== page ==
Eritrea Travel Information

Photo Eritrea was awarded to Ethiopia in 1952 as part of a federation. Ethiopia's annexation of Eritrea as a province 10 years later sparked a 30-year struggle for independence that ended in 1991 with Eritrean rebels defeating governmental forces; independence was overwhelmingly approved in a 1993 referendum. A border war with Ethiopia that erupted in 1998 remains unresolved. The hot, dry desert strip along Red Sea coast; cooler and wetter in the central highlands (up to 61 cm of rainfall annually); semiarid in western hills and lowlands; rainfall heaviest during June-September except in coastal desert.

With independence from Ethiopia on 24 May 1993, Eritrea faced the economic problems of a small, desperately poor country. The economy is largely based on subsistence agriculture, with 80% of the population involved in farming and herding. The small industrial sector consists mainly of light industries with outmoded technologies. Domestic output (GDP) is substantially augmented by worker remittances from abroad. Government revenues come from custom duties and taxes on income and sales. Road construction is a top domestic priority. In the long term, Eritrea may benefit from the development of offshore oil, offshore fishing, and tourism. Eritrea's economic future depends on its ability to master fundamental social and economic problems, e.g., by reducing illiteracy, promoting job creation, expanding technical training, attracting foreign investment, and streamlining the bureaucracy.

Traditionally, agriculture was the norm in the plateau region and in the north and west where rainfall was sufficient. In the drier coastal plain and the arid regions of the north and west, livestock raising predominated. Italian and British colonial policy in the 19th and early 20th centuries favored the production of raw materials for export. During this period, light industry was developed. By most accounts, Eritrea enjoyed a higher level of economic development than Ethiopia at the time of the 1952 federation. Ethiopia's annexation of Eritrea caused industrial expansion to be curtailed, and many factories were closed and moved to Ethiopia. After 1974, the Marxist government of Ethiopia placed most Eritrean industry under state control.

Most roads in Eritrea are in fair condition. The roads between the major cities of Asmara, Massawa, Mendefera, Dekemhare, Barentu, and Keren are paved and are in relatively good condition. However, the roads leading to the smaller villages are usually unpaved and in poor condition. Do not travel after dark in rural areas.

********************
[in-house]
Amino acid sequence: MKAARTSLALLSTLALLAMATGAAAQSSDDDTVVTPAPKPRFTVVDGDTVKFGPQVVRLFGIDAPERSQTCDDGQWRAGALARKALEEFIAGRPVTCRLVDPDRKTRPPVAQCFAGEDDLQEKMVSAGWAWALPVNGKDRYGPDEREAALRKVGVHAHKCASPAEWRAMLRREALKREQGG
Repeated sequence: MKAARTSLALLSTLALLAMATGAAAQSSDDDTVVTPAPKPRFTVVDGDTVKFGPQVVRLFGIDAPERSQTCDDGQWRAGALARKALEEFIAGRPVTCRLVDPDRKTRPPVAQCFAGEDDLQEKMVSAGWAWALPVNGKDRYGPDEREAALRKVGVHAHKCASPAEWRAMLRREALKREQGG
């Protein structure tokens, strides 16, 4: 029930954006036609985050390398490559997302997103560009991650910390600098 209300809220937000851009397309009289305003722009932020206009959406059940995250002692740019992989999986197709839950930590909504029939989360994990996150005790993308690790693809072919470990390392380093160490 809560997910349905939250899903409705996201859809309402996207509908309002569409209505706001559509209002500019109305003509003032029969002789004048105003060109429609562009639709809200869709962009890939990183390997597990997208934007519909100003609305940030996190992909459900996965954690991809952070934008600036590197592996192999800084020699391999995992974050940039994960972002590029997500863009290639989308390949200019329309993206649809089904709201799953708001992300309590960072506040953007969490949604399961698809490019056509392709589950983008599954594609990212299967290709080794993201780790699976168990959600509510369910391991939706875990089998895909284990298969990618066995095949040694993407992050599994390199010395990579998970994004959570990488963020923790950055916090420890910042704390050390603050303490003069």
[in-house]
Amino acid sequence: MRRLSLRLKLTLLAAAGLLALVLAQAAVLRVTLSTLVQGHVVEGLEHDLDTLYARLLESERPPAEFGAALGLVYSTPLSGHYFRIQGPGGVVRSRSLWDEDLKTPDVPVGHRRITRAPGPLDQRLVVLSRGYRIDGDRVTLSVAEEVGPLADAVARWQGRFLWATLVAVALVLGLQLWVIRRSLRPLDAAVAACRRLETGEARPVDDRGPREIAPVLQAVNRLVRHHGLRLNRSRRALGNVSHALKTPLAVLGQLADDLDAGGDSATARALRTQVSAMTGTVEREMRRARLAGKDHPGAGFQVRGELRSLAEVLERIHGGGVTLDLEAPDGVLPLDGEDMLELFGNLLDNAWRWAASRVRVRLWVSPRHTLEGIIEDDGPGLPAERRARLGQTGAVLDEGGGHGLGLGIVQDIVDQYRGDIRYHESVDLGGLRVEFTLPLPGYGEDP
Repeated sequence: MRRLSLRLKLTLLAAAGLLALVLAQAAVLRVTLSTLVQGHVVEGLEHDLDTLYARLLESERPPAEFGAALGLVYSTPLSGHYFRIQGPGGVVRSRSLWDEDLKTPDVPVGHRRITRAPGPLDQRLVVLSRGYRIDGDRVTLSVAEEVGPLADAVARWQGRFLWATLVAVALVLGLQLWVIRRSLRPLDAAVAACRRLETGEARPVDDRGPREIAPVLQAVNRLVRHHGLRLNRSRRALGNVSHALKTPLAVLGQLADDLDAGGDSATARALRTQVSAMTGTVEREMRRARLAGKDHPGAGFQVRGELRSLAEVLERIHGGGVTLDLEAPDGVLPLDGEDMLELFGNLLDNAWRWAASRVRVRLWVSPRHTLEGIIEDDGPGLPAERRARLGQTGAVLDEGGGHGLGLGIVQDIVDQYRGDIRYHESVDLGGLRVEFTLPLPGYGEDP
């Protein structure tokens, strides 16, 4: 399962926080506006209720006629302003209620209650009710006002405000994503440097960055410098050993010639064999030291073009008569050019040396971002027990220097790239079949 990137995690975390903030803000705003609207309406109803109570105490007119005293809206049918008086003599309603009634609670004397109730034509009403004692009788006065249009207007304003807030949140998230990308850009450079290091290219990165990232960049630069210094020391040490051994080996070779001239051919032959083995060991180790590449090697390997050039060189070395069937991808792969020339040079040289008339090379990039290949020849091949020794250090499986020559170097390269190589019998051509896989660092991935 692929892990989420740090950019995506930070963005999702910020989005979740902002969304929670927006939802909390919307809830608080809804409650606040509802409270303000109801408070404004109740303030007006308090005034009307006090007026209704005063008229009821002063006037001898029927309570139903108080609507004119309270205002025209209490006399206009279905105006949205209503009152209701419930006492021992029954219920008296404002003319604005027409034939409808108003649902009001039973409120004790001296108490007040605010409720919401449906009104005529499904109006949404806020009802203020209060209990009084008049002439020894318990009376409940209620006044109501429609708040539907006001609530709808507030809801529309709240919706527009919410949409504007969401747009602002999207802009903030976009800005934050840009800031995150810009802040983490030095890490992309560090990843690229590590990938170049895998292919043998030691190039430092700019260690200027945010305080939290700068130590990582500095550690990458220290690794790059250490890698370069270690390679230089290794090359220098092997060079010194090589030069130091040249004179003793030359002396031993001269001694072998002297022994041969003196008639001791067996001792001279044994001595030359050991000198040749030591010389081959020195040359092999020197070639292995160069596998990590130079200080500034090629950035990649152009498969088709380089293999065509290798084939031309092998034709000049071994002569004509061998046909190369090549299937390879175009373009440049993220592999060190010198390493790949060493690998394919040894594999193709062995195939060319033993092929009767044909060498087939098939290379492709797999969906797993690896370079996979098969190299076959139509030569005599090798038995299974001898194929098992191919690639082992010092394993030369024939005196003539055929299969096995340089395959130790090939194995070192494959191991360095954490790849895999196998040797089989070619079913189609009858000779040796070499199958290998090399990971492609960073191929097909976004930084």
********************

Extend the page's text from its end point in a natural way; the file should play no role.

Many Eritreans make use of inexpensive public transportation, especially bus service. Avoid buses if at all possible due to the accident risks that come with extreme over-crowding. Taxis are plentiful and inexpensive in Asmara, but they are also likely to be crowded with many passengers not wearing seatbelts. If an empty taxi is available, a customer may request a "contract," meaning that for a slightly higher price, the driver will not pick up additional passengers. This option increases comfort and safety for a small extra cost. The government of Eritrea introduced the country's new currency, the nafka, in November 1997. As of December 2000, only the airlines and one hotel in Asmara accept credit cards. Generally, foreigners must pay bills at major hotels in U.S. dollars or U.S. dollar-denomination traveler's checks.

Important: Travel to Eritrea may require a travel visa. Whether a visa is required for travel depends on citizenship and purpose of journey. Please be sure to review Travisa's Eritrea visa instructions for details. Visa instructions for other countries are available on our do I need a visa page.

Country Statistics

Full country name: State of Eritrea
Capital city: Asmara
Area: 117,600 sq km
Population: 6,086,495
Ethnic groups: nine recognized ethnic groups: Tigrinya 55%, Tigre 30%, Saho 4%, Kunama 2%, Rashaida 2%, Bilen 2%, other
Languages: Tigrinya
Religions: Muslim, Coptic Christian, Roman Catholic, Protestant
Government: transitional government
Chief of State: President ISAIAS Afworki
Head of Government: President ISAIAS Afworki
GDP: 4.037 billion
GDP per captia: 700
Annual growth rate: 8.7%
Inflation: 20%
Agriculture: sorghum, lentils, vegetables, corn, cotton, tobacco, sisal
Major industries: food processing, beverages, clothing and textiles, light manufacturing, salt, cement
Natural resources: gold, potash, zinc, copper, salt, possibly oil and natural gas, fish
Location: Eastern Africa, bordering the Red Sea, between Djibouti and Sudan
Trade Partners - exports: Italy 30.5%, Sudan 24%, Saudi Arabia 8.8%, China 8.5%, UK 5.7%, Egypt 4.8%
Trade Partners - imports: Saudi Arabia 15.7%, Egypt 11.9%, China 11.1%, India 8.9%, Germany 7.2%, Italy 7.2%, South Africa 6.5%, Brazil 5.9%, South Korea 4.3%